Re: Newbie question about db normalization theory: redundant keys OK?

From: Tony Rogerson <>
Date: Fri, 14 Dec 2007 18:12:34 -0000
Message-ID: <fjuh4u$gb6$1$>

> If teachers are permitted to change their names, then names are not
> appropriate keys for teachers. They are (excuse me if I get the
> language wrong) mutable attributes of these entities. "Ms. Fred"
> *isn't* exactly the same person as "Mrs. Sid" -- she's married now,
> she has a fancy new diamond ring, new taxable status, etc., etc. She
> shares history with Mrs. Sid -- but an omelet shares history with an
> egg, too.

From my perspective as a student she is the same person, to say otherwise is actually changing the scenario modelled but you are heading in the right direction.

> If marital status is not significant to your model of teachers and
> classes, then you should choose a key that is not affected by a change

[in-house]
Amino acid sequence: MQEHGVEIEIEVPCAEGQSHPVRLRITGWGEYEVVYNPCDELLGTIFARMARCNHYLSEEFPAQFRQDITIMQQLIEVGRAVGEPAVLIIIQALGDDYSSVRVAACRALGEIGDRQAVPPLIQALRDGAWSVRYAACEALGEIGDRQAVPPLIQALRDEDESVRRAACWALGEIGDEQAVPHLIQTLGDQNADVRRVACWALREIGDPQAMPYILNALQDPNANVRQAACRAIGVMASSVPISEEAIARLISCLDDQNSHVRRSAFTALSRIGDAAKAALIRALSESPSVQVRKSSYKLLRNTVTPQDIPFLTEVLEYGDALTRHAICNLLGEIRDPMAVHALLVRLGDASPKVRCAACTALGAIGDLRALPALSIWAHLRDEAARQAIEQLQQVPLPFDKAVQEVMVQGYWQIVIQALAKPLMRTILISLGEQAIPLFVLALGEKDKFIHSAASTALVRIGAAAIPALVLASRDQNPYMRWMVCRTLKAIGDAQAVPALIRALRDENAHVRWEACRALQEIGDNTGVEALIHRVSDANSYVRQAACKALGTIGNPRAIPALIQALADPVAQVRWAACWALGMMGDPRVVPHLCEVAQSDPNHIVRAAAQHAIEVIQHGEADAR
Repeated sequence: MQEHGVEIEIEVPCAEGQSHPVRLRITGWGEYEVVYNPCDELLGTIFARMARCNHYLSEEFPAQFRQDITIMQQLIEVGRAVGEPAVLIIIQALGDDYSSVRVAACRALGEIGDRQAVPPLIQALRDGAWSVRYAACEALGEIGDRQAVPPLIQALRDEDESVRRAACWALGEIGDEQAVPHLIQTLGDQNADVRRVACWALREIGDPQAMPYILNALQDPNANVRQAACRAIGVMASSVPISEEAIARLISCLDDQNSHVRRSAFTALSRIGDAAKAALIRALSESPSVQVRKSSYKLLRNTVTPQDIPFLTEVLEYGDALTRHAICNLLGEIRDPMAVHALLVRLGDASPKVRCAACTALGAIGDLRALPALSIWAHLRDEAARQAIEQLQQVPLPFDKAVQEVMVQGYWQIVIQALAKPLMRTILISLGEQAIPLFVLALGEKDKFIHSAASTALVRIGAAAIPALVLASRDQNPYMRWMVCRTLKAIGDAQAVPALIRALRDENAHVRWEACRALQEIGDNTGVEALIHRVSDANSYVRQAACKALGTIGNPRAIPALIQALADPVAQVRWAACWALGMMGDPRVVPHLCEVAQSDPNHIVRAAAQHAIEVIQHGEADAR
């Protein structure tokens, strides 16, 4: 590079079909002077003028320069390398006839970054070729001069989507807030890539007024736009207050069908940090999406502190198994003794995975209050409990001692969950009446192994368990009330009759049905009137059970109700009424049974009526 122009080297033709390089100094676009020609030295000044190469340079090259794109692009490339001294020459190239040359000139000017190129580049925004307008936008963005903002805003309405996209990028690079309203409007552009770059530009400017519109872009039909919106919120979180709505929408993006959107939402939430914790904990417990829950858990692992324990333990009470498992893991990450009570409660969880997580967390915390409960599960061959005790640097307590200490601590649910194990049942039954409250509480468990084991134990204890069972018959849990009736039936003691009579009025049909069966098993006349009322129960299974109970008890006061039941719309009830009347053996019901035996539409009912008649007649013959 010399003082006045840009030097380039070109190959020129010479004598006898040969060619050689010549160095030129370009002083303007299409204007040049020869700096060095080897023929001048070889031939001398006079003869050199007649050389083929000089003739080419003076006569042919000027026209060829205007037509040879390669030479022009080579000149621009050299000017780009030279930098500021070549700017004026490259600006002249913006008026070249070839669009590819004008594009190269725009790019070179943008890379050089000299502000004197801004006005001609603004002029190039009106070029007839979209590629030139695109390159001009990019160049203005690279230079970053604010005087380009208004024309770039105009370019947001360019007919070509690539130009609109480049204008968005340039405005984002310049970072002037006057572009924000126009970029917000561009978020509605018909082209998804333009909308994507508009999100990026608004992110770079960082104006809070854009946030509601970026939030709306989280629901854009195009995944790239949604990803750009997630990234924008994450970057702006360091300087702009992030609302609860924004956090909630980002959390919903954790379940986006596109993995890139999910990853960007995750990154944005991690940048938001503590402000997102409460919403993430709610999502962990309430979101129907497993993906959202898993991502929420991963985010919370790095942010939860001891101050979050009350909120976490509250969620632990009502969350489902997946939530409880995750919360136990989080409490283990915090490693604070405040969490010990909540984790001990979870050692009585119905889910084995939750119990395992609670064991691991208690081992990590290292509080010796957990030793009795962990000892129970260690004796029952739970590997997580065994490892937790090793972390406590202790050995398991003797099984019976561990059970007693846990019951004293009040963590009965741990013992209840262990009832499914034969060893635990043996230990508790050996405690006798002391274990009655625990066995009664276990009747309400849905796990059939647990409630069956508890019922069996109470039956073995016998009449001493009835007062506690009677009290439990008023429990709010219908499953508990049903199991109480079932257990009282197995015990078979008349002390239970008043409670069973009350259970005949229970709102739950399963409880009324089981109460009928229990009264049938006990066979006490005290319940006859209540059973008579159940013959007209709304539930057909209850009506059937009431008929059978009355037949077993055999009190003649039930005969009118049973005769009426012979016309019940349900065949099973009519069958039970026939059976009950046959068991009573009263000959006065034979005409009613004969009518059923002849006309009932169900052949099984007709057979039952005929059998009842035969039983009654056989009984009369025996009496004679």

> of marital status. As another example in the USA, the SSN is not
> affected by a change of name, but the driver's license number
> generally is!

SSN is illegal so you can't do that in the USA.

So, what would you use if that is not and nothing else is available to you?

Would you a) tell the university that the data cannot be modelled and you can't hold it in a database or b) use an artificial key?

My choice is b) and it's what I've been talking about.

Tony Rogerson, SQL Server MVP
[Ramblings from the field from a SQL consultant]
[UK SQL User Community]
Received on Fri Dec 14 2007 - 19:12:34 CET

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